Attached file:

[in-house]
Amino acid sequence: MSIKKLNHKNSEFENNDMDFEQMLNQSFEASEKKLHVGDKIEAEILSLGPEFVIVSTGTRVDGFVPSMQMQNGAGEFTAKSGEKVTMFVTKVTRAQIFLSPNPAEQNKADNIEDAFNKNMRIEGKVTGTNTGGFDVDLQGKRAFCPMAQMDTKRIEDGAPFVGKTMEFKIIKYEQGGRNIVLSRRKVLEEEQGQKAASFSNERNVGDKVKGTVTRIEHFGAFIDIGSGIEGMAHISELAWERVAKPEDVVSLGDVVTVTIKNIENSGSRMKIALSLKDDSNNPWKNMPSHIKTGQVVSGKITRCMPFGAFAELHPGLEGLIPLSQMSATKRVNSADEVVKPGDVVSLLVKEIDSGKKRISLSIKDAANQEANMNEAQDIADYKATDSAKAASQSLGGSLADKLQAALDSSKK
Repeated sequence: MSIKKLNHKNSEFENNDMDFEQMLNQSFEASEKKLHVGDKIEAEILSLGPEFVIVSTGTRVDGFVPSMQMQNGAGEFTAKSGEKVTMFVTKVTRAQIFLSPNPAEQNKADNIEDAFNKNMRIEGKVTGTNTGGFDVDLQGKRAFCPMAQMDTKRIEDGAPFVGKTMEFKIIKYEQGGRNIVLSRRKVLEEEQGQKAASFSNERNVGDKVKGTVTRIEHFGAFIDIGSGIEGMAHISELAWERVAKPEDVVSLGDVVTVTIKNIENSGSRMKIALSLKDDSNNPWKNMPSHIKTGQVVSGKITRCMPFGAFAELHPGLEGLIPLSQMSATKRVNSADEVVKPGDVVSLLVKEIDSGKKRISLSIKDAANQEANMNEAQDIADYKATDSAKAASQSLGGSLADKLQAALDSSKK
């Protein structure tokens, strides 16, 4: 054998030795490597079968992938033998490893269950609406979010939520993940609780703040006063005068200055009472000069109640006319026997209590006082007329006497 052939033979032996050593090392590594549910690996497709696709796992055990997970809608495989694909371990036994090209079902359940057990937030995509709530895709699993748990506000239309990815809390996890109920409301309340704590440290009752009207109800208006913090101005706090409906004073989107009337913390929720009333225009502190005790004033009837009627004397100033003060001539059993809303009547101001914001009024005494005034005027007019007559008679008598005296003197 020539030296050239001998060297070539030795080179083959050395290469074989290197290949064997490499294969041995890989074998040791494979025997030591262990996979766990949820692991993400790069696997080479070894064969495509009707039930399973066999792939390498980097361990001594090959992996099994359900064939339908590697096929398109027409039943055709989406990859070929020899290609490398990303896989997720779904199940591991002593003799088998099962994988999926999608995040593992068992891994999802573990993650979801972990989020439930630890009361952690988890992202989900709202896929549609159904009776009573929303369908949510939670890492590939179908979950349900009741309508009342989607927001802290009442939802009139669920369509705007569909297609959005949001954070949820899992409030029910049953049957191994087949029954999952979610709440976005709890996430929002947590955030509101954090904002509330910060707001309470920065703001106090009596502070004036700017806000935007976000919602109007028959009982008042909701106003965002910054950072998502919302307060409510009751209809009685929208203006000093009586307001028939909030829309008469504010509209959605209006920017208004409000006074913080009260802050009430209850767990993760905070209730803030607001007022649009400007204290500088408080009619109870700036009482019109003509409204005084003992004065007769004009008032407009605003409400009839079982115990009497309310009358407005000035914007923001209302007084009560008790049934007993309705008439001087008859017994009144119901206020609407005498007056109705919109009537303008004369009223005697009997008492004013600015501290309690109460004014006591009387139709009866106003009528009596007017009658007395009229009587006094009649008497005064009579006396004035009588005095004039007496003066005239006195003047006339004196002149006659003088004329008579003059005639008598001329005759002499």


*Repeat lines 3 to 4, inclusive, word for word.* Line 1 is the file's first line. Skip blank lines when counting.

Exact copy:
Repeated sequence: MSIKKLNHKNSEFENNDMDFEQMLNQSFEASEKKLHVGDKIEAEILSLGPEFVIVSTGTRVDGFVPSMQMQNGAGEFTAKSGEKVTMFVTKVTRAQIFLSPNPAEQNKADNIEDAFNKNMRIEGKVTGTNTGGFDVDLQGKRAFCPMAQMDTKRIEDGAPFVGKTMEFKIIKYEQGGRNIVLSRRKVLEEEQGQKAASFSNERNVGDKVKGTVTRIEHFGAFIDIGSGIEGMAHISELAWERVAKPEDVVSLGDVVTVTIKNIENSGSRMKIALSLKDDSNNPWKNMPSHIKTGQVVSGKITRCMPFGAFAELHPGLEGLIPLSQMSATKRVNSADEVVKPGDVVSLLVKEIDSGKKRISLSIKDAANQEANMNEAQDIADYKATDSAKAASQSLGGSLADKLQAALDSSKK
């Protein structure tokens, strides 16, 4: 054998030795490597079968992938033998490893269950609406979010939520993940609780703040006063005068200055009472000069109640006319026997209590006082007329006497 052939033979032996050593090392590594549910690996497709696709796992055990997970809608495989694909371990036994090209079902359940057990937030995509709530895709699993748990506000239309990815809390996890109920409301309340704590440290009752009207109800208006913090101005706090409906004073989107009337913390929720009333225009502190005790004033009837009627004397100033003060001539059993809303009547101001914001009024005494005034005027007019007559008679008598005296003197 020539030296050239001998060297070539030795080179083959050395290469074989290197290949064997490499294969041995890989074998040791494979025997030591262990996979766990949820692991993400790069696997080479070894064969495509009707039930399973066999792939390498980097361990001594090959992996099994359900064939339908590697096929398109027409039943055709989406990859070929020899290609490398990303896989997720779904199940591991002593003799088998099962994988999926999608995040593992068992891994999802573990993650979801972990989020439930630890009361952690988890992202989900709202896929549609159904009776009573929303369908949510939670890492590939179908979950349900009741309508009342989607927001802290009442939802009139669920369509705007569909297609959005949001954070949820899992409030029910049953049957191994087949029954999952979610709440976005709890996430929002947590955030509101954090904002509330910060707001309470920065703001106090009596502070004036700017806000935007976000919602109007028959009982008042909701106003965002910054950072998502919302307060409510009751209809009685929208203006000093009586307001028939909030829309008469504010509209959605209006920017208004409000006074913080009260802050009430209850767990993760905070209730803030607001007022649009400007204290500088408080009619109870700036009482019109003509409204005084003992004065007769004009008032407009605003409400009839079982115990009497309310009358407005000035914007923001209302007084009560008790049934007993309705008439001087008859017994009144119901206020609407005498007056109705919109009537303008004369009223005697009997008492004013600015501290309690109460004014006591009387139709009866106003009528009596007017009658007395009229009587006094009649008497005064009579006396004035009588005095004039007496003066005239006195003047006339004196002149006659003088004329008579003059005639008598001329005759002499």